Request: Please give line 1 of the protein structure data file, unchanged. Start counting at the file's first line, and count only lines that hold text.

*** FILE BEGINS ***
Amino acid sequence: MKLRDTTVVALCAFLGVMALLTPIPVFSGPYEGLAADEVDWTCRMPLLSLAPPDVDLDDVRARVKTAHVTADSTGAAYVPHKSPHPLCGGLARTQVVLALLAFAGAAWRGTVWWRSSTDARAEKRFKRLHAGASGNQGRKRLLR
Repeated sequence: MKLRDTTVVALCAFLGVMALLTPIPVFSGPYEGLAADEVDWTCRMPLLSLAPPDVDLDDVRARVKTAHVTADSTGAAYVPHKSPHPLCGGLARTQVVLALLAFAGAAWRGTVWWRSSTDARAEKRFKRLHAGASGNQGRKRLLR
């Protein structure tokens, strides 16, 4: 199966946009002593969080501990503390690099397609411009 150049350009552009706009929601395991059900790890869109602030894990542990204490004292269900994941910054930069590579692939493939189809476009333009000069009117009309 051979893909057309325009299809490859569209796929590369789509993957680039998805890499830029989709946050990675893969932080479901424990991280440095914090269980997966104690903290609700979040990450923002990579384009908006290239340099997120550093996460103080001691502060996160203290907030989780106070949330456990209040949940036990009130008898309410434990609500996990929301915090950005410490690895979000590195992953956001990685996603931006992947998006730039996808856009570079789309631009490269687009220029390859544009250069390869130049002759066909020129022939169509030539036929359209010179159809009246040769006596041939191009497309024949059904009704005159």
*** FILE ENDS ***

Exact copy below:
Amino acid sequence: MKLRDTTVVALCAFLGVMALLTPIPVFSGPYEGLAADEVDWTCRMPLLSLAPPDVDLDDVRARVKTAHVTADSTGAAYVPHKSPHPLCGGLARTQVVLALLAFAGAAWRGTVWWRSSTDARAEKRFKRLHAGASGNQGRKRLLR